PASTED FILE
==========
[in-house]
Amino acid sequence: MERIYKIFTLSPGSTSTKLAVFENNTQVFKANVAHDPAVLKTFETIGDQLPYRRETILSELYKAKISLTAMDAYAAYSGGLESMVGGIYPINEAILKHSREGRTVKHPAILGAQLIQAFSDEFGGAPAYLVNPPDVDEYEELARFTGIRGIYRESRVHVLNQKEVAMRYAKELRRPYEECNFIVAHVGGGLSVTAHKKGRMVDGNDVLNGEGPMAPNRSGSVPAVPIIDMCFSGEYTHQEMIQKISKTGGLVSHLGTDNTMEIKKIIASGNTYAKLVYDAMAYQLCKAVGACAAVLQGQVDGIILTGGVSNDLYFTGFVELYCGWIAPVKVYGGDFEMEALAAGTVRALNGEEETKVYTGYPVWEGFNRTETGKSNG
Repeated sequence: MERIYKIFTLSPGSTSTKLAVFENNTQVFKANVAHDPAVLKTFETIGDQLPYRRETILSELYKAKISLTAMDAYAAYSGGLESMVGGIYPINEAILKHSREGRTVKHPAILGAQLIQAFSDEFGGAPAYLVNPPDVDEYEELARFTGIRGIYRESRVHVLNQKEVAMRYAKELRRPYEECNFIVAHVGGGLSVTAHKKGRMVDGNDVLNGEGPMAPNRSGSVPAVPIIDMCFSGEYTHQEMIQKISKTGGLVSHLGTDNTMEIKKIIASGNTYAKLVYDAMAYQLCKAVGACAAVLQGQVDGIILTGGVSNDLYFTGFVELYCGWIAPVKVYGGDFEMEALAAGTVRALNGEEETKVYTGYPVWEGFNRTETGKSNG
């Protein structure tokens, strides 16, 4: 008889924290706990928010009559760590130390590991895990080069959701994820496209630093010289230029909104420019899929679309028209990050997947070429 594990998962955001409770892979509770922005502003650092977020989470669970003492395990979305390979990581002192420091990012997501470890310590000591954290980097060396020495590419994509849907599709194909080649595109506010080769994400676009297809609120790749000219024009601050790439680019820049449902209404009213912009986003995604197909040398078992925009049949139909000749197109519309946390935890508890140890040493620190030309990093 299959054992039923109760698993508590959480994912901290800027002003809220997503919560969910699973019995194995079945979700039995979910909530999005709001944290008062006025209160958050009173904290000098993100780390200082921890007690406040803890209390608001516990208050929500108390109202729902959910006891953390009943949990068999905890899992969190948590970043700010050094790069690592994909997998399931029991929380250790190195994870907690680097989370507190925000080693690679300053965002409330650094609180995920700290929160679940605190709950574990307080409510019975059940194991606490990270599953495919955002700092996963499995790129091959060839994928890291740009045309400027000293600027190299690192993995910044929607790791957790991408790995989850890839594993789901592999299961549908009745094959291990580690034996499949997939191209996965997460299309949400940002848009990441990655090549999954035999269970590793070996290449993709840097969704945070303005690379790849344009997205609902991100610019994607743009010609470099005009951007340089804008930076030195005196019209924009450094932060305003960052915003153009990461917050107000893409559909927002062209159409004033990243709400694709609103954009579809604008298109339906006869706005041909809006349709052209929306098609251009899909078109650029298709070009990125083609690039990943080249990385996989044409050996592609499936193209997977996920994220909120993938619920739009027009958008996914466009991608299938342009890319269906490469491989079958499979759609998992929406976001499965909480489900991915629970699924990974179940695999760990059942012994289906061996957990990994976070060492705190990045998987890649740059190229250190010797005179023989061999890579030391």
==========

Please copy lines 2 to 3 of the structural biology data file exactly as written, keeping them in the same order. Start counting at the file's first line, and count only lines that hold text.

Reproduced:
Amino acid sequence: MERIYKIFTLSPGSTSTKLAVFENNTQVFKANVAHDPAVLKTFETIGDQLPYRRETILSELYKAKISLTAMDAYAAYSGGLESMVGGIYPINEAILKHSREGRTVKHPAILGAQLIQAFSDEFGGAPAYLVNPPDVDEYEELARFTGIRGIYRESRVHVLNQKEVAMRYAKELRRPYEECNFIVAHVGGGLSVTAHKKGRMVDGNDVLNGEGPMAPNRSGSVPAVPIIDMCFSGEYTHQEMIQKISKTGGLVSHLGTDNTMEIKKIIASGNTYAKLVYDAMAYQLCKAVGACAAVLQGQVDGIILTGGVSNDLYFTGFVELYCGWIAPVKVYGGDFEMEALAAGTVRALNGEEETKVYTGYPVWEGFNRTETGKSNG
Repeated sequence: MERIYKIFTLSPGSTSTKLAVFENNTQVFKANVAHDPAVLKTFETIGDQLPYRRETILSELYKAKISLTAMDAYAAYSGGLESMVGGIYPINEAILKHSREGRTVKHPAILGAQLIQAFSDEFGGAPAYLVNPPDVDEYEELARFTGIRGIYRESRVHVLNQKEVAMRYAKELRRPYEECNFIVAHVGGGLSVTAHKKGRMVDGNDVLNGEGPMAPNRSGSVPAVPIIDMCFSGEYTHQEMIQKISKTGGLVSHLGTDNTMEIKKIIASGNTYAKLVYDAMAYQLCKAVGACAAVLQGQVDGIILTGGVSNDLYFTGFVELYCGWIAPVKVYGGDFEMEALAAGTVRALNGEEETKVYTGYPVWEGFNRTETGKSNG